Apparently your friend who says "it only takes time and effort" has never seen the proof that time=money. Since effort=time, it's clear that time=effort=money.
In my field (computer science), grant support for a middling-size research project might last five years and provide support for two PI's, a postdoc, and two to four graduate students. Let's look at an example personnel budget. Note- you can find lots of NSF or NIH sample budgets online that illuminate this further.
Assume both PI's ask for two months of summer support per year. If their base salary is $90,000 for a nine-month contract, then their base monthly salary is $10,000. Thus, if they both ask for two months, then that's $40,000 per year in base salary for the PI's.
Then you add on PI fringe benefits costs. This money provides benefits like health care. Different universities have different fringe rates. But, let's say that our rate is 15%. Then we have an additional $40,000*.15 = $6,000 per year.
Postdocs are similar, but they're paid full time to do research. They might have a base salary of $55,000 per year. Then their fringe benefits are $8250
Now let's talk grad students. Let's say we have three graduate students. Each graduate student has a monthly stipend of $2,500- or $30,000 each / $90,000 combined per year. Then you charge fringe on those students, which is going to be slightly less, say 10%. Thus, the fringe for all three per year is $9,000.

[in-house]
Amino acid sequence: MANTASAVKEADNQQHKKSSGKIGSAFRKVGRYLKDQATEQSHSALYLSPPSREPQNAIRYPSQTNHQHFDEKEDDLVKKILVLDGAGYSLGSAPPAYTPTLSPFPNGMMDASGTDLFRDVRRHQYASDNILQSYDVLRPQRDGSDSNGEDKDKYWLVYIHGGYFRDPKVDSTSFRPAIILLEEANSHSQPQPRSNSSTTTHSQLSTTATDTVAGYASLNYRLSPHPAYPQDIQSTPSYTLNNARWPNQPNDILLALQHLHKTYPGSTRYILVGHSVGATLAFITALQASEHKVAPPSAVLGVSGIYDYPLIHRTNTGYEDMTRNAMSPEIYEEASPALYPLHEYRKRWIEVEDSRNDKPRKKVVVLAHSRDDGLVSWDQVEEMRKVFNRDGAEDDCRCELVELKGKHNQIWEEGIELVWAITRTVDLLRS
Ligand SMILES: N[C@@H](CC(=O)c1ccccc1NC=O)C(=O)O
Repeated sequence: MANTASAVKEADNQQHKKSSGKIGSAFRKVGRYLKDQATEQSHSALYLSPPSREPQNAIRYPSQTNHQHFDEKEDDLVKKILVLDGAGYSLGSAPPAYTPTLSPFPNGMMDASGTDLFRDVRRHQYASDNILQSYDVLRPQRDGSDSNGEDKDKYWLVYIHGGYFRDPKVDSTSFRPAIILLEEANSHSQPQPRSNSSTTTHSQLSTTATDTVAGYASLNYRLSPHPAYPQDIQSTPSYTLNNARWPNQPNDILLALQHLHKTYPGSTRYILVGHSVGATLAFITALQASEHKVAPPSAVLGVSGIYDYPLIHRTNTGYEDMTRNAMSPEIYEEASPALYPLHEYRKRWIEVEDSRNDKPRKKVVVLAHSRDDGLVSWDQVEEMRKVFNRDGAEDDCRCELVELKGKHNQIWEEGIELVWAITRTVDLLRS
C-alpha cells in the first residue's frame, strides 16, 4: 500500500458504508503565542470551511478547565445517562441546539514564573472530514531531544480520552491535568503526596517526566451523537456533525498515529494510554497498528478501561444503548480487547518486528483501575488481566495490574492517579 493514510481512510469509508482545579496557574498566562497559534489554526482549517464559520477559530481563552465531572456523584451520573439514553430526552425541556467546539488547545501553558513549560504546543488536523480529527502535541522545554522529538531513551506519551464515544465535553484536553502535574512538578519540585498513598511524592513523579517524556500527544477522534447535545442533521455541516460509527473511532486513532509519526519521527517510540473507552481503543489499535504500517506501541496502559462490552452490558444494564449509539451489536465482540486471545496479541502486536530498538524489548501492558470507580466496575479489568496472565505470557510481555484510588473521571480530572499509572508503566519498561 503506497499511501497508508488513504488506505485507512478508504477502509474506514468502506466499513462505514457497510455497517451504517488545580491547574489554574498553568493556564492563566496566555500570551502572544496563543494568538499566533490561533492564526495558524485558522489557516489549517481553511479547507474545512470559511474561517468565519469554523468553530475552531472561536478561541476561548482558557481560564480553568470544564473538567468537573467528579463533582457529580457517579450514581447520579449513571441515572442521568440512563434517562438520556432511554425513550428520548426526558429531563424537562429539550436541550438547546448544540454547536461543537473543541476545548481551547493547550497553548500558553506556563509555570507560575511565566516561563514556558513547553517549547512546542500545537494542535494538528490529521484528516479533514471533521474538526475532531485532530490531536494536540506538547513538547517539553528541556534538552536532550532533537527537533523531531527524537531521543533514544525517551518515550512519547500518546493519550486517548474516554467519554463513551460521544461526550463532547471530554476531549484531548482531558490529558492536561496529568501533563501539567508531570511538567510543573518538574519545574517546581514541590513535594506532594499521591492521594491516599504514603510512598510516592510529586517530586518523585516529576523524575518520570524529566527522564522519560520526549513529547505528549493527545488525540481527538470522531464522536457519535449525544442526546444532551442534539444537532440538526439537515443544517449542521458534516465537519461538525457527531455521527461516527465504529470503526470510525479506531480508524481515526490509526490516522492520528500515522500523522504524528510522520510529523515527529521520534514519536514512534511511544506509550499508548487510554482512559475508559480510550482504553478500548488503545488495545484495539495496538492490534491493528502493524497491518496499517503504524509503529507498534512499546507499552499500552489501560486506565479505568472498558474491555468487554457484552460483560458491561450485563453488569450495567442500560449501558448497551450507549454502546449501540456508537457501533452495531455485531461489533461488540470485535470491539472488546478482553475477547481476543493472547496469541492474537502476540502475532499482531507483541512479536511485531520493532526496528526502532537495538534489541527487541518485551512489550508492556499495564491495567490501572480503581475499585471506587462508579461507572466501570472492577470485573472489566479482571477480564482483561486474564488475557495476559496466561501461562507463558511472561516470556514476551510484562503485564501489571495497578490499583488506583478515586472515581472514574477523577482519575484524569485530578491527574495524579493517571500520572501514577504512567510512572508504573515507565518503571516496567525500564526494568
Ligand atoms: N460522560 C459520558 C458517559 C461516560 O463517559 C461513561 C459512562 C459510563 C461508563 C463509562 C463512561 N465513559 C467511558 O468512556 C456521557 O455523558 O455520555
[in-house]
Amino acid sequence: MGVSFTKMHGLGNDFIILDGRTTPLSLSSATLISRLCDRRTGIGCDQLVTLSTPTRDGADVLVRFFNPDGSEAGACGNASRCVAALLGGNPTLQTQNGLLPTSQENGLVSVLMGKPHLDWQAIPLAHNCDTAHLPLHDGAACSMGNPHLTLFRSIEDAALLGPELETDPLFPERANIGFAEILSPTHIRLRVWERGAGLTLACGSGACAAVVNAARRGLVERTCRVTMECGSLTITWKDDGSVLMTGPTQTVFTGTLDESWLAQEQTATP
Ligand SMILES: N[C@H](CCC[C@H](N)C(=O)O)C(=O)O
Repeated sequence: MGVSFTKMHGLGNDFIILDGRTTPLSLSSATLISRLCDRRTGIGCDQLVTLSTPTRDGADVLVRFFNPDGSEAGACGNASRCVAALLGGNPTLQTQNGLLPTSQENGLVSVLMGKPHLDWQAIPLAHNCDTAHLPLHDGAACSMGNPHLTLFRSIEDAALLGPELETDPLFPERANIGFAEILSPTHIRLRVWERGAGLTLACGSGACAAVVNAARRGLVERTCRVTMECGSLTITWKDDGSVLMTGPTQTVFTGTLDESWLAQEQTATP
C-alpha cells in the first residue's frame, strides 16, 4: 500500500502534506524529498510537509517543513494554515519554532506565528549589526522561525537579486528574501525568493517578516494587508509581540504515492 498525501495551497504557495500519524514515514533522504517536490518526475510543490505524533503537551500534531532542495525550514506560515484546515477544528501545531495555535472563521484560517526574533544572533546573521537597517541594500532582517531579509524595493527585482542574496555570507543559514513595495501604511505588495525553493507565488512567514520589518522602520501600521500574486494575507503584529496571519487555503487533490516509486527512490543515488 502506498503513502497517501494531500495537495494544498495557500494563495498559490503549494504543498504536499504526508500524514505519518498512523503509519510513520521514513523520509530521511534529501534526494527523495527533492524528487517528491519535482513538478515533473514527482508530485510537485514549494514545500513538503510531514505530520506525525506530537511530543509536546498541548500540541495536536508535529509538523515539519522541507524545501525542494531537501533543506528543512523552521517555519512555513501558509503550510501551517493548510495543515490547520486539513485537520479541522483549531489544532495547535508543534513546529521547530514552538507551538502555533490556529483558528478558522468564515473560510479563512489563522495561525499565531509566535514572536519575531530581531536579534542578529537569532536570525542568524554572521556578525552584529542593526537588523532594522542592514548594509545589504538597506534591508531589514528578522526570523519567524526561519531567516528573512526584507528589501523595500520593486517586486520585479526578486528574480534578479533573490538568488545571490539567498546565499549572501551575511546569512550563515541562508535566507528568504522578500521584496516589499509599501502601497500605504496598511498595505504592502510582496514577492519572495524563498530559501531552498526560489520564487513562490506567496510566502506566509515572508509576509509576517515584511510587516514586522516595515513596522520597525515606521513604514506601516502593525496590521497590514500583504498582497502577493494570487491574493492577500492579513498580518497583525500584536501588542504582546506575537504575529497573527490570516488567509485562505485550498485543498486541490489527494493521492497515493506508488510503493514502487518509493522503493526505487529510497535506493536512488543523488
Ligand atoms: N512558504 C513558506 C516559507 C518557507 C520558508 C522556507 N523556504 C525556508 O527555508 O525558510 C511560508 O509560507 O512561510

These are all the "direct salary costs". To recap, we have:
Salary + Fringe:
PI 1: $20,000 + $3,000
PI 2: $20,000 + $3,000
Postdoc: $55,000 + $8,250
Grad 1: $30,000 + $3,000
Grad 2: $30,000 + $3,000
Grad 3: $30,000 + $3,000
Total: $185,000 + $23,250 = $208,250 per year
But, these are only the direct costs. All grants also include what are called "indirect costs", which are paid to the university and go towards things like building maintenance, utilities, and non-research-staff salaries. A pretty normal indirect cost rate is 50%. So then we also have:
Indirect Costs = 0.5 * Direct Costs
$104,125 = 0.5 * $208,250
Finally, our total yearly cost:
Total Cost = Direct Costs + Indirect Costs
$312,375 = $208,250 + $104,125
Just like when you go to the grocery and just throw stuff in the basket, it adds up a lot quicker than you think. Notice that all of this is just to support six people per year (two PhD PI's, one PhD postdoc, and three grad students). And this is just counting salaries, it doesn't include other costs like equipment, publication fees, or travel.
The salary-only cost for a three year project under the above would be $937,125. The salary-only cost for a five year project would be $1,561,875. Note that the actual costs would be slightly higher in real life because of things like pay raises and cost of living adjustments.
If you consider published papers to be the basic unit of academic research, then suppose that this project turns out 8 papers per year (which is reasonable but optimistic). The cost per published paper is then a little over $39,000 per paper.